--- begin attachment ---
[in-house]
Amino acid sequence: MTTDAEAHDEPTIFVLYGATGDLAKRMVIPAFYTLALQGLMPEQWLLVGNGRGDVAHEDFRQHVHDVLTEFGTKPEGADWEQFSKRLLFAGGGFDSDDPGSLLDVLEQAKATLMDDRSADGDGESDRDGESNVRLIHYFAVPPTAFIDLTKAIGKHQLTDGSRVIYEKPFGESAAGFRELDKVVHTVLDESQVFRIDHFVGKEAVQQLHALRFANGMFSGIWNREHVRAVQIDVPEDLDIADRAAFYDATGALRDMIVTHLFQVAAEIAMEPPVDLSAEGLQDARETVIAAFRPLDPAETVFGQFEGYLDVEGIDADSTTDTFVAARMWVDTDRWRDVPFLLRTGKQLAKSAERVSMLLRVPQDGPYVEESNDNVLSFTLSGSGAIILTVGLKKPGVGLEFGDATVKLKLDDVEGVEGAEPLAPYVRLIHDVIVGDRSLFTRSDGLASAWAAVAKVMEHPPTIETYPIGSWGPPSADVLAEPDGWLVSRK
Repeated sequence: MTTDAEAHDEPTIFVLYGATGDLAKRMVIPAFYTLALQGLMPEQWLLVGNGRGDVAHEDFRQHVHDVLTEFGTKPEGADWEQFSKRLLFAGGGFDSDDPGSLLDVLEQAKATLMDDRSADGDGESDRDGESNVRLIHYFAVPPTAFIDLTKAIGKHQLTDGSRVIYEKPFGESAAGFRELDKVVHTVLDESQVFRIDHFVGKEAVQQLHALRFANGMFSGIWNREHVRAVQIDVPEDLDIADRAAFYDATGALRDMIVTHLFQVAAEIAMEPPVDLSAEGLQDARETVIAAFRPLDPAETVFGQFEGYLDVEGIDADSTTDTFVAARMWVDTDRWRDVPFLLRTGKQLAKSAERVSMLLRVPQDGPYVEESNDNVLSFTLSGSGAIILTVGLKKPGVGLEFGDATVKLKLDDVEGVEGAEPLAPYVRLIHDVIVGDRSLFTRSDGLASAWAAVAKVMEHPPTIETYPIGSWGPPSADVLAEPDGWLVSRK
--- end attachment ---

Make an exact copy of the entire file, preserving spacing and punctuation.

[in-house]
Amino acid sequence: MTTDAEAHDEPTIFVLYGATGDLAKRMVIPAFYTLALQGLMPEQWLLVGNGRGDVAHEDFRQHVHDVLTEFGTKPEGADWEQFSKRLLFAGGGFDSDDPGSLLDVLEQAKATLMDDRSADGDGESDRDGESNVRLIHYFAVPPTAFIDLTKAIGKHQLTDGSRVIYEKPFGESAAGFRELDKVVHTVLDESQVFRIDHFVGKEAVQQLHALRFANGMFSGIWNREHVRAVQIDVPEDLDIADRAAFYDATGALRDMIVTHLFQVAAEIAMEPPVDLSAEGLQDARETVIAAFRPLDPAETVFGQFEGYLDVEGIDADSTTDTFVAARMWVDTDRWRDVPFLLRTGKQLAKSAERVSMLLRVPQDGPYVEESNDNVLSFTLSGSGAIILTVGLKKPGVGLEFGDATVKLKLDDVEGVEGAEPLAPYVRLIHDVIVGDRSLFTRSDGLASAWAAVAKVMEHPPTIETYPIGSWGPPSADVLAEPDGWLVSRK
Repeated sequence: MTTDAEAHDEPTIFVLYGATGDLAKRMVIPAFYTLALQGLMPEQWLLVGNGRGDVAHEDFRQHVHDVLTEFGTKPEGADWEQFSKRLLFAGGGFDSDDPGSLLDVLEQAKATLMDDRSADGDGESDRDGESNVRLIHYFAVPPTAFIDLTKAIGKHQLTDGSRVIYEKPFGESAAGFRELDKVVHTVLDESQVFRIDHFVGKEAVQQLHALRFANGMFSGIWNREHVRAVQIDVPEDLDIADRAAFYDATGALRDMIVTHLFQVAAEIAMEPPVDLSAEGLQDARETVIAAFRPLDPAETVFGQFEGYLDVEGIDADSTTDTFVAARMWVDTDRWRDVPFLLRTGKQLAKSAERVSMLLRVPQDGPYVEESNDNVLSFTLSGSGAIILTVGLKKPGVGLEFGDATVKLKLDDVEGVEGAEPLAPYVRLIHDVIVGDRSLFTRSDGLASAWAAVAKVMEHPPTIETYPIGSWGPPSADVLAEPDGWLVSRK